How to use the assessment

Sales and Impact focus

Five different categories of sale focus

The categories for sales are based on the level of change the service provision of the company supports. It asks on what level the improvement take place to support a resource-efficient service being provided and delivered in a way that delivers on human needs.

Sale focus 1: Unsustainable system and society solutions

The first category are companies that still focus on unsustainable systems and societies, not just products. These are companies that support structures for increased individual car use, companies that build infrastructures and market fast fashion. Fast consumption with fast delivery services that drives impulse purchasing also belong in this category. Much of the AI and cloud service that is in support of current systems are also part of this category, as they tend to support incremental improvements in existing sectors.

Sale focus 2: Unsustainable products

The second are companies that sell high-carbon products. This include both classical products such as high-carbon steel and fossil car parts, but also financial products such as bonds and many pension funds. These are companies that could switch to products that result in avoided emissions in society.

Sale focus 3: Sustainable Products

This is the first category of companies that focus on sustainability. Here it is the product that is in focus. These companies are usually focused on simple product substitution.  

Sale focus 4: Sustainable Systems

The second category of companies focus on sustainable systems. These are companies that support the creation of new systems in key areas, such as systems for electric vehicles, healthy plant-based lifestyles, neighbourhoods that are net-positive providers of sustainable renewable energy. This require collaboration with clusters of companies collaborating.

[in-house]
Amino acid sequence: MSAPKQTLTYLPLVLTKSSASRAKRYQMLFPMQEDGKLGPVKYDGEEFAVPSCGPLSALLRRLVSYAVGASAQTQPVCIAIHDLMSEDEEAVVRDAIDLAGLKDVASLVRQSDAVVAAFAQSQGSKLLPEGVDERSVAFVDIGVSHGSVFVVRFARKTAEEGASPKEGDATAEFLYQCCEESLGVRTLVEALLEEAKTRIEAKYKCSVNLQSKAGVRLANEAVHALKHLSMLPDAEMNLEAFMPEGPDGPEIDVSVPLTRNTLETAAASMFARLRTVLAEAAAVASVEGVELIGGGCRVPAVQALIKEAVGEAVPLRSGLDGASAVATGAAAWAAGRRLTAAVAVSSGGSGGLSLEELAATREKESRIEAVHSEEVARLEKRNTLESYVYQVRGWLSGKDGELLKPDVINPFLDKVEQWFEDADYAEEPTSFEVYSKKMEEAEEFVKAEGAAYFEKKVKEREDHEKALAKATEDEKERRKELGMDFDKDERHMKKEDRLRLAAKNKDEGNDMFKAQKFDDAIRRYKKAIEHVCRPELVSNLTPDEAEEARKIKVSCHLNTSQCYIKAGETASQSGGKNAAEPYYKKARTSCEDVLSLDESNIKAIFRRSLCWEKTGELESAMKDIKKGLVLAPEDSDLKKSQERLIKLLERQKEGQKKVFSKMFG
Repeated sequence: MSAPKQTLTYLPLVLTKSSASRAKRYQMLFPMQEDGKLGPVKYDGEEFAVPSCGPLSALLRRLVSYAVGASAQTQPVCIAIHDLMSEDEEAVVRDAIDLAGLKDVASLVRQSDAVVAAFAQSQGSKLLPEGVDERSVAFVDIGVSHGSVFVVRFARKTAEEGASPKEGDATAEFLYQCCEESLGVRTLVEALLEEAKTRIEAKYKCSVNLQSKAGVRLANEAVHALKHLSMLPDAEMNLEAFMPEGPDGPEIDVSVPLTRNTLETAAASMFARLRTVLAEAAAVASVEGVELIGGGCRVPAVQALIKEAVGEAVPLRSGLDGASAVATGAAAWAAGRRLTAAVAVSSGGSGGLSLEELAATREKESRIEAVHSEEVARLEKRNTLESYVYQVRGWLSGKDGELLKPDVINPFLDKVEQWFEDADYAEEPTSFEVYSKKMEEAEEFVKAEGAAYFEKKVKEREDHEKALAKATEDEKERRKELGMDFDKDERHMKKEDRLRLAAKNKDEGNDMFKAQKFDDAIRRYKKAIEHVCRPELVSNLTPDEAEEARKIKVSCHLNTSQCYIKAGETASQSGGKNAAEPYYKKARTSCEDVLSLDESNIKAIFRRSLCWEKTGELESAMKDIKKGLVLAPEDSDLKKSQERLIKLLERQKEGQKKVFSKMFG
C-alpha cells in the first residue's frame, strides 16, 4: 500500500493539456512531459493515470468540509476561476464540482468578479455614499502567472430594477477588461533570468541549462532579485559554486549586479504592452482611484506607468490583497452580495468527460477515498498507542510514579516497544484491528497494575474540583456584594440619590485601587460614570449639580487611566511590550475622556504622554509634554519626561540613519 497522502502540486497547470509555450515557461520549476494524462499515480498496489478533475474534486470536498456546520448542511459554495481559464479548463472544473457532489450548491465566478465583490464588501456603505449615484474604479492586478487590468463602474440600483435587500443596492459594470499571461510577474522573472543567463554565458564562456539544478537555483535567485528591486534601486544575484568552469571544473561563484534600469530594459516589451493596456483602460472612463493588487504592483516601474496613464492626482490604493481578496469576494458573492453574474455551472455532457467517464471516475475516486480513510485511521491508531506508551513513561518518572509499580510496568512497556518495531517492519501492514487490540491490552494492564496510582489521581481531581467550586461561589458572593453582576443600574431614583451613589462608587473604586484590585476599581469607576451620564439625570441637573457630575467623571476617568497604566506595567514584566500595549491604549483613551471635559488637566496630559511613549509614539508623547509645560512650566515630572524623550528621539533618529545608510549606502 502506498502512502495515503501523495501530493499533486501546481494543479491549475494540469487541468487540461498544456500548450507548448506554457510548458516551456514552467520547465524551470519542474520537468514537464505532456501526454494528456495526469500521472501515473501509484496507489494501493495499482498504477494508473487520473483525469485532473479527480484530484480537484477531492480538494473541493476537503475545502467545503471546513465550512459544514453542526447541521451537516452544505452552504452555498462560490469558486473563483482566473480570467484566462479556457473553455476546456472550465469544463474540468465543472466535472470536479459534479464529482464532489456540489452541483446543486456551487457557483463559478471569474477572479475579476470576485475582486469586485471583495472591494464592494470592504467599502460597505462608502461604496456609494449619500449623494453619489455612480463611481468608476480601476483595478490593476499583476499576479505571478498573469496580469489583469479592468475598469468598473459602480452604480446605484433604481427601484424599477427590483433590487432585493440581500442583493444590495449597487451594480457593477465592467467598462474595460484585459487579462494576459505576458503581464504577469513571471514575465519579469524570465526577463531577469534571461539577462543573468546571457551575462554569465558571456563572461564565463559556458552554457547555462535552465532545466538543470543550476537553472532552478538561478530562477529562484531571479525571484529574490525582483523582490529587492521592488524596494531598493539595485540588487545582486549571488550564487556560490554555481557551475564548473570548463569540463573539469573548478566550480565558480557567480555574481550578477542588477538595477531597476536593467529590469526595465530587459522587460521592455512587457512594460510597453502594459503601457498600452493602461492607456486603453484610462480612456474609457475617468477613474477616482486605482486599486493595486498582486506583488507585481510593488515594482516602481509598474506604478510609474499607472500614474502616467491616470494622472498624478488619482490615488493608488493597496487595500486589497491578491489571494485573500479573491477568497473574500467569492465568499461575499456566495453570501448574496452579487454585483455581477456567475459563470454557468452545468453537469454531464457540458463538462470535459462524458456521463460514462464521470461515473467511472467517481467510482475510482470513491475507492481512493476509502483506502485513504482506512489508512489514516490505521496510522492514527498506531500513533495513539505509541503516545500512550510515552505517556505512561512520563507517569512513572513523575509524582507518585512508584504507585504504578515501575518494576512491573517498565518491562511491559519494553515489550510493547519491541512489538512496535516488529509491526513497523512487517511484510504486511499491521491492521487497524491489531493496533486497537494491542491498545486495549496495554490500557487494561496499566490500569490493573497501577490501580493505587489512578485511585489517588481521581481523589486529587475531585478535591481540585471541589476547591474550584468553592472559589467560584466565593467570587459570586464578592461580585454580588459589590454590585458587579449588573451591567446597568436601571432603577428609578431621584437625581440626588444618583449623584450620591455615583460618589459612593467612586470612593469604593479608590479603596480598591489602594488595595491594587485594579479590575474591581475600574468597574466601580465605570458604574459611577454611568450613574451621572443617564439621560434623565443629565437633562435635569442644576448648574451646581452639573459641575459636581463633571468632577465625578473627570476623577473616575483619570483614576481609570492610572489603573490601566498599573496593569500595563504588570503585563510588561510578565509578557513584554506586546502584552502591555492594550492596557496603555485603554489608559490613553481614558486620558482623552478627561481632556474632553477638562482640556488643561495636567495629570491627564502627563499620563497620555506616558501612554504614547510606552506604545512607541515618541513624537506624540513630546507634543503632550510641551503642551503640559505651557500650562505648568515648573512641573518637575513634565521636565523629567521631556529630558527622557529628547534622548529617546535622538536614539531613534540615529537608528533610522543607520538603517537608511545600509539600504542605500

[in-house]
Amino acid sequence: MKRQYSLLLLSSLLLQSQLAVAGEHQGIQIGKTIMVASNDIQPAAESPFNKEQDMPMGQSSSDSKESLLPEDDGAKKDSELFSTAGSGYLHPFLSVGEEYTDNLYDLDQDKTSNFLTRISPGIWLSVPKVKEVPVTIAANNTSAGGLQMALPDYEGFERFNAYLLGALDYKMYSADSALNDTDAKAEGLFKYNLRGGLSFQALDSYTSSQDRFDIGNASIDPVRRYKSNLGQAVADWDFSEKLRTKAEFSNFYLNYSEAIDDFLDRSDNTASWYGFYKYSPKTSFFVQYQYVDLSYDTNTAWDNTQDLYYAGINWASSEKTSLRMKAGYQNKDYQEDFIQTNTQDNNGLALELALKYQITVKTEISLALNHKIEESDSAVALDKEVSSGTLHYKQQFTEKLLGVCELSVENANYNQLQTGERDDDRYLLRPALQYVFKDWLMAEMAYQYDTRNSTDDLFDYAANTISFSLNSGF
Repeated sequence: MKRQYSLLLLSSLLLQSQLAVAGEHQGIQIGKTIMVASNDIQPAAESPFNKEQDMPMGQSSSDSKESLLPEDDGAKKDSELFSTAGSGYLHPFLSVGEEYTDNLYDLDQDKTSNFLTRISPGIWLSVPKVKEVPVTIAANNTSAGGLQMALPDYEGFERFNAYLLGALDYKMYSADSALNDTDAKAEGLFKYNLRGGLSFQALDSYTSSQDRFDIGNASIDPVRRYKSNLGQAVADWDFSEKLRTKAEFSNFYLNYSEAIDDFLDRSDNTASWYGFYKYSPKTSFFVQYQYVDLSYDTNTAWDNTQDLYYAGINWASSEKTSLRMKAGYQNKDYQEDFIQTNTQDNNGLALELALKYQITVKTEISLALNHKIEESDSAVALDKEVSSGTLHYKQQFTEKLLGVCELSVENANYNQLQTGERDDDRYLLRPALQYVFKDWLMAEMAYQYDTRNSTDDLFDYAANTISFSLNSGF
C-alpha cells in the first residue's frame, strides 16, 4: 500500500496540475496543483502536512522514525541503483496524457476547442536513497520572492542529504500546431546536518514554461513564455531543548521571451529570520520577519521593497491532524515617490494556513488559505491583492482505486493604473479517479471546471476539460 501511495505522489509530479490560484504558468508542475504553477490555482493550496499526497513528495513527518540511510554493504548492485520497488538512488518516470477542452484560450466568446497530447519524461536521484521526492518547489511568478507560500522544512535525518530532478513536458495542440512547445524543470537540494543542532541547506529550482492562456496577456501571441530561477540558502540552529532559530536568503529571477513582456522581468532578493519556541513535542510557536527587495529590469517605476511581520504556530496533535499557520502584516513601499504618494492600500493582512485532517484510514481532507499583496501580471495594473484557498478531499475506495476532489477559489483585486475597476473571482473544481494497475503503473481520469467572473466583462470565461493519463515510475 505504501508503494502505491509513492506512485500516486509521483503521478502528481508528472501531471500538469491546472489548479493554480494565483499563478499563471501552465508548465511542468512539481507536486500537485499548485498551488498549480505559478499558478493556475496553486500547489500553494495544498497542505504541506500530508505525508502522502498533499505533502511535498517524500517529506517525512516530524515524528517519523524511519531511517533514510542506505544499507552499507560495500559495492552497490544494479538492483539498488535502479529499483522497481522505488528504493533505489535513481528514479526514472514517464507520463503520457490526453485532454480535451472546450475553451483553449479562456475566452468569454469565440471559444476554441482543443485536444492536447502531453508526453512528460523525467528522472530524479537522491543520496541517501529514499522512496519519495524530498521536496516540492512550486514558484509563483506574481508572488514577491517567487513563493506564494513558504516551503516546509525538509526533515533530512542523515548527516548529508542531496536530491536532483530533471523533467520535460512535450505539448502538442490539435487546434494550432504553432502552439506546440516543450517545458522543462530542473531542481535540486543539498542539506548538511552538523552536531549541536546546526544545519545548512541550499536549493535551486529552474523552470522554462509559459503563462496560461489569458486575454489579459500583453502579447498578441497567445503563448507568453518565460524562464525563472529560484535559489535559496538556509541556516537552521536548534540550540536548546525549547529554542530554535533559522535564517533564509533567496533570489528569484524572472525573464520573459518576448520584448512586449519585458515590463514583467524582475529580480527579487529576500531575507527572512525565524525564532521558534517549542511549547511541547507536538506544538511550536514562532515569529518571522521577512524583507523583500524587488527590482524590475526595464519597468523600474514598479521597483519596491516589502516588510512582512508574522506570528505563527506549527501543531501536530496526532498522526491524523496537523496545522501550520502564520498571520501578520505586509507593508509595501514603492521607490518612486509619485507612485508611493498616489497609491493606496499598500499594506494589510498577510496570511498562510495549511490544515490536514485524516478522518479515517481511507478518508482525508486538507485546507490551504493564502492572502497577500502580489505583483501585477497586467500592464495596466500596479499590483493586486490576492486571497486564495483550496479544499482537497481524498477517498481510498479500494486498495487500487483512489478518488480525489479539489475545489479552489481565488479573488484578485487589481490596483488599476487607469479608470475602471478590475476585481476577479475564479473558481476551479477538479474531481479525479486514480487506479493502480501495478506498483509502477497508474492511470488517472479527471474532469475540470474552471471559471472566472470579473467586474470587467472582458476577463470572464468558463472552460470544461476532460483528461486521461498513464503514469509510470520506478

Sale focus 5: Sustainable society

The last category are companies that focus on a sustainable society and include the need for new legislation, incentive structures and business models to deliver what is needed for a future where 11 billion can live flourishing lives. This require multistakeholder cooperation.

Five different categories of expected impact

The categories for expected impact are based on system design and focus on the category of change that the company is expecting. Here it is important to note that there are occasions where incremental improvements are enough, such as making plant-based protein totally fossil-free, or ensuring a resource efficient production of solar panels. However, in most cases disruptive, or even transformative changes are needed.

Expected impact 1: Negative acceleration

The companies in this category are in two sub-categories. First, companies that does not see climate change as relevant, or even positive. Second, companies with a focus on scope 1-3 and use offsetting to sell what they claim are sustainable products while they in reality are accelerate negative trends with increased use of goods like fast fashion, fast food, personal car ownership, weekend shopping flights, etc.

Expected impact 2: Business as usual

The absolute largest group are companies just trying to sell their products. Some have reduced emissions targets for their own emissions based on a climate risk innovation approach, but most have no idea what the consequences are in society from the goods they provide.  

Expected impact 3: Incremental improvement

Even if most companies might not like the term incremental, this is the expected impact of most companies today that deliver climate solutions. This includes most products that result in a product substitution and does not require significant changes in the underlying infrastructure and business model change.

Expected impact 4: Disruptive improvement

Disruptive impacts require at least one of two things:

1.     A totally new technology that also require changes in the infrastructure

2.     A new business model that moves from a product focus to a use/service/function focus with significant resource efficiency as a result.

Expected impact 5: Transformative improvement

Transformative impact requires disruptions, but also value changes that result in human needs being met in a new way. Transformative improvements are linked to cultural changes and new ways that people approach their human needs.